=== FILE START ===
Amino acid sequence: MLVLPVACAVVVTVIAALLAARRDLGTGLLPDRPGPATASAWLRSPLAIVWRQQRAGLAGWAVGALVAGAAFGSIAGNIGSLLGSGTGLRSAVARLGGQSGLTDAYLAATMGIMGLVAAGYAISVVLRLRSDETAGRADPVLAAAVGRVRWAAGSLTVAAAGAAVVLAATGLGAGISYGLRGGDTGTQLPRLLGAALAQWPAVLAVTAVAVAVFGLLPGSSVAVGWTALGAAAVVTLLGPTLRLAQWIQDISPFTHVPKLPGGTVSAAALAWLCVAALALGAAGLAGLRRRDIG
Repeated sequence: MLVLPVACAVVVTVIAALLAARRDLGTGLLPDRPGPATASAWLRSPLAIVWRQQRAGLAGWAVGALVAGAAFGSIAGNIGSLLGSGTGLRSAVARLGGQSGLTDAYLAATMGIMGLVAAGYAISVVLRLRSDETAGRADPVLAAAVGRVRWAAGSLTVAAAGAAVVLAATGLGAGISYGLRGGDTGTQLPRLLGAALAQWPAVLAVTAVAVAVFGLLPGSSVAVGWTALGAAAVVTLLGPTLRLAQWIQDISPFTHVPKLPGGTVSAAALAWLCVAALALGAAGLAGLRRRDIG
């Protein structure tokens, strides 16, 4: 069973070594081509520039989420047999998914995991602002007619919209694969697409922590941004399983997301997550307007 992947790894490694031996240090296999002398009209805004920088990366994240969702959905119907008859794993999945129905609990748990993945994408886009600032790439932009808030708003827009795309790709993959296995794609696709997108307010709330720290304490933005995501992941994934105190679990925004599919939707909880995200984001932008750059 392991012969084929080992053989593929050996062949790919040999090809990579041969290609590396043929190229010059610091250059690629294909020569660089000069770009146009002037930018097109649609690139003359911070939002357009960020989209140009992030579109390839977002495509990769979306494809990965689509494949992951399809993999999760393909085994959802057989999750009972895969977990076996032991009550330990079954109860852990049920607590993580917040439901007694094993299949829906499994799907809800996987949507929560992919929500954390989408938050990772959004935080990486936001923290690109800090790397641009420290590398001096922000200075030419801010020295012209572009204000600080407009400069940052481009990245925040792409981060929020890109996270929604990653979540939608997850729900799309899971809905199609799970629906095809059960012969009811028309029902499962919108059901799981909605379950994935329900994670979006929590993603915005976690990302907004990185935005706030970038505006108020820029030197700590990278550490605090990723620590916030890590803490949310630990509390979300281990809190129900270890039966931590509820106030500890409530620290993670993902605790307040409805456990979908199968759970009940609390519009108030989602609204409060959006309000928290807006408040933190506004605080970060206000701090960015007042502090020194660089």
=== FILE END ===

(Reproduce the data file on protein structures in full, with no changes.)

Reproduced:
Amino acid sequence: MLVLPVACAVVVTVIAALLAARRDLGTGLLPDRPGPATASAWLRSPLAIVWRQQRAGLAGWAVGALVAGAAFGSIAGNIGSLLGSGTGLRSAVARLGGQSGLTDAYLAATMGIMGLVAAGYAISVVLRLRSDETAGRADPVLAAAVGRVRWAAGSLTVAAAGAAVVLAATGLGAGISYGLRGGDTGTQLPRLLGAALAQWPAVLAVTAVAVAVFGLLPGSSVAVGWTALGAAAVVTLLGPTLRLAQWIQDISPFTHVPKLPGGTVSAAALAWLCVAALALGAAGLAGLRRRDIG
Repeated sequence: MLVLPVACAVVVTVIAALLAARRDLGTGLLPDRPGPATASAWLRSPLAIVWRQQRAGLAGWAVGALVAGAAFGSIAGNIGSLLGSGTGLRSAVARLGGQSGLTDAYLAATMGIMGLVAAGYAISVVLRLRSDETAGRADPVLAAAVGRVRWAAGSLTVAAAGAAVVLAATGLGAGISYGLRGGDTGTQLPRLLGAALAQWPAVLAVTAVAVAVFGLLPGSSVAVGWTALGAAAVVTLLGPTLRLAQWIQDISPFTHVPKLPGGTVSAAALAWLCVAALALGAAGLAGLRRRDIG
């Protein structure tokens, strides 16, 4: 069973070594081509520039989420047999998914995991602002007619919209694969697409922590941004399983997301997550307007 992947790894490694031996240090296999002398009209805004920088990366994240969702959905119907008859794993999945129905609990748990993945994408886009600032790439932009808030708003827009795309790709993959296995794609696709997108307010709330720290304490933005995501992941994934105190679990925004599919939707909880995200984001932008750059 392991012969084929080992053989593929050996062949790919040999090809990579041969290609590396043929190229010059610091250059690629294909020569660089000069770009146009002037930018097109649609690139003359911070939002357009960020989209140009992030579109390839977002495509990769979306494809990965689509494949992951399809993999999760393909085994959802057989999750009972895969977990076996032991009550330990079954109860852990049920607590993580917040439901007694094993299949829906499994799907809800996987949507929560992919929500954390989408938050990772959004935080990486936001923290690109800090790397641009420290590398001096922000200075030419801010020295012209572009204000600080407009400069940052481009990245925040792409981060929020890109996270929604990653979540939608997850729900799309899971809905199609799970629906095809059960012969009811028309029902499962919108059901799981909605379950994935329900994670979006929590993603915005976690990302907004990185935005706030970038505006108020820029030197700590990278550490605090990723620590916030890590803490949310630990509390979300281990809190129900270890039966931590509820106030500890409530620290993670993902605790307040409805456990979908199968759970009940609390519009108030989602609204409060959006309000928290807006408040933190506004605080970060206000701090960015007042502090020194660089």